Rebuilding An Empire

Quintin Primo bought and sold billions in real estate assets. Now he's making moves into New York City's high-stakes gold coast.

survive, Primo and Carter bought out Chesterton’s stake in their business later that year, for approximately $4 million. “For every dollar [Chesterton] invested, we gave them a $40 return,” Carter says.

With the backing of two pension fund clients, they then acquired Washington Capital, an independent asset management firm, for $40 million in 1998. Capri had only $500 million in assets under management at the time, while Washington Capital had a $2.8 billion commercial real estate loan portfolio. But the deal was made possible because one of Washington Capital’s shareholders needed to liquidate, the loan servicing systems of the two companies were compatible, and Carter had worked with both the CEO and CFO of the holding company. “The relationships were key in the execution of that transaction,” says Carter.

The acquisition of Washington Capital diversified Capri’s investments, gave it the size and scale needed to finance additional multimillion-dollar real estate projects, and provided the contacts to pursue asset management opportunities with some of the largest pension funds in the country.

Prior to Capri’s strategic alliance with CharterMac, the company generated roughly $40 million in revenues. These revenues were primarily from fee income — asset management, acquisition, and loan servicing fees — produced by:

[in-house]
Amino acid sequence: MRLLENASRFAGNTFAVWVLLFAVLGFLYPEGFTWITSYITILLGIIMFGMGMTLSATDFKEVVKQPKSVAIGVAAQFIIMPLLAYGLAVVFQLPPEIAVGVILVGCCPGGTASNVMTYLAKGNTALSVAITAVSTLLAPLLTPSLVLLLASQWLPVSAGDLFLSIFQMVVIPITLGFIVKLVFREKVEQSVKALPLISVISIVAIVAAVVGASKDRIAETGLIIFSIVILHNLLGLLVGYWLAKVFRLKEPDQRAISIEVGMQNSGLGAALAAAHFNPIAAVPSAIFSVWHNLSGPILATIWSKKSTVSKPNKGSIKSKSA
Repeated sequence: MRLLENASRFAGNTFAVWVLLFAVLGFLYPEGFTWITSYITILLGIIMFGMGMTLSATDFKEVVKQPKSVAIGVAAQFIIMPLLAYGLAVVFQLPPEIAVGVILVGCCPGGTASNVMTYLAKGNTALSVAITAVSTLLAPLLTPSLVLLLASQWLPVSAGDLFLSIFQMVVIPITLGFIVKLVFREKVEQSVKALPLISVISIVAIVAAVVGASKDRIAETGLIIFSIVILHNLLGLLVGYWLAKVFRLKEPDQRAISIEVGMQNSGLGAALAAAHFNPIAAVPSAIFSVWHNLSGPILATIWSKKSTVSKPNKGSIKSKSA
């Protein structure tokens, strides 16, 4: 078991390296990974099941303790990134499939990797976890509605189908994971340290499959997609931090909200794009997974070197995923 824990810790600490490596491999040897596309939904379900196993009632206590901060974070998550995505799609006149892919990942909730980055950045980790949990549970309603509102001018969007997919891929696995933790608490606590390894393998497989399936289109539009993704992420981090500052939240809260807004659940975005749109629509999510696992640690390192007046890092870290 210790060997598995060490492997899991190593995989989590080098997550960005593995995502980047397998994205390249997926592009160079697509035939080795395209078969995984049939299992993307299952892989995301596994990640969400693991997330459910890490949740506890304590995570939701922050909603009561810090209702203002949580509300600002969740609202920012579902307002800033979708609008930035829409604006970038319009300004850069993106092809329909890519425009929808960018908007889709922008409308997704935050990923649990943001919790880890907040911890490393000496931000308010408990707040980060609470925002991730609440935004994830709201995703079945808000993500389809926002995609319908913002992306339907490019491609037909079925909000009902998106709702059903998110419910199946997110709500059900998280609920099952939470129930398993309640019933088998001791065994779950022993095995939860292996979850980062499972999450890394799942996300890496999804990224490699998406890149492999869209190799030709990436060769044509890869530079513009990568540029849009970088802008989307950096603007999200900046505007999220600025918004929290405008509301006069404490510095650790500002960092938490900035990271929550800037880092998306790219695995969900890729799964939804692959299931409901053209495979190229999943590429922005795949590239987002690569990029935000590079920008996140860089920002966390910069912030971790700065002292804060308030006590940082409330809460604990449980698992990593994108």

Purchasing core investment properties on behalf of separate account clients, with initial yields of 6% to 7%.

Originating mezzanine loans that had borrower pay rates of 7% to 11% and overall investment returns of generally 13% to 15%.

Completing first mortgage acquisition, renovation, and construction loa
ns as a Fannie Mae DUS lender and as a seller/servicer for Freddie Mac and the FHA. Interest rates on these five-to 10-year loans ranged from 6% to 10%.

The strategy of acquiring firms that already had sizeable assets and standing in the industry allowed Capri to build a $5 billion mortgage banking portfolio while it benefited from the phenomenal growth in mortgage lending from 1997 to 2004.

Just as he navigated Capri into the mortgage banking business at the right time for maximum gain, it appears Primo timed his exit from the business just right as well. Frank Nothaft, chief economist for Freddie Mac, says the red-hot market for mortgage loans has slowed significantly as homeowners are reluctant to refinance at higher interest rates. He says originations dropped from $3.9 trillion in 2003 to $2.7 trillion in 2004, with 2005 estimates at $2.6 trillion. “Refinance volume is down so much that overall lending volumes are down,” says Nothaft. “What we are looking at in 2005 is a market that is something on the order of 33% smaller than 2003 — that’s the total market, refinancing and home purchase lending.”

THE POWER OF PARTNERSHIP
Shedding Capri’s $5 billion mortgage loan portfolio was the first step toward repositioning the firm for future growth. In the deal, CharterMac’s mortgage banking arm, PW Funding Inc., was merged with Capri’s mortgage banking operation, Capri Capital Finance, to form the new CharterMac Mortgage Capital, which manages more than $9 billion in assets. The new entity is 100% owned by CharterMac, and Carter is CEO. The deal also allows the

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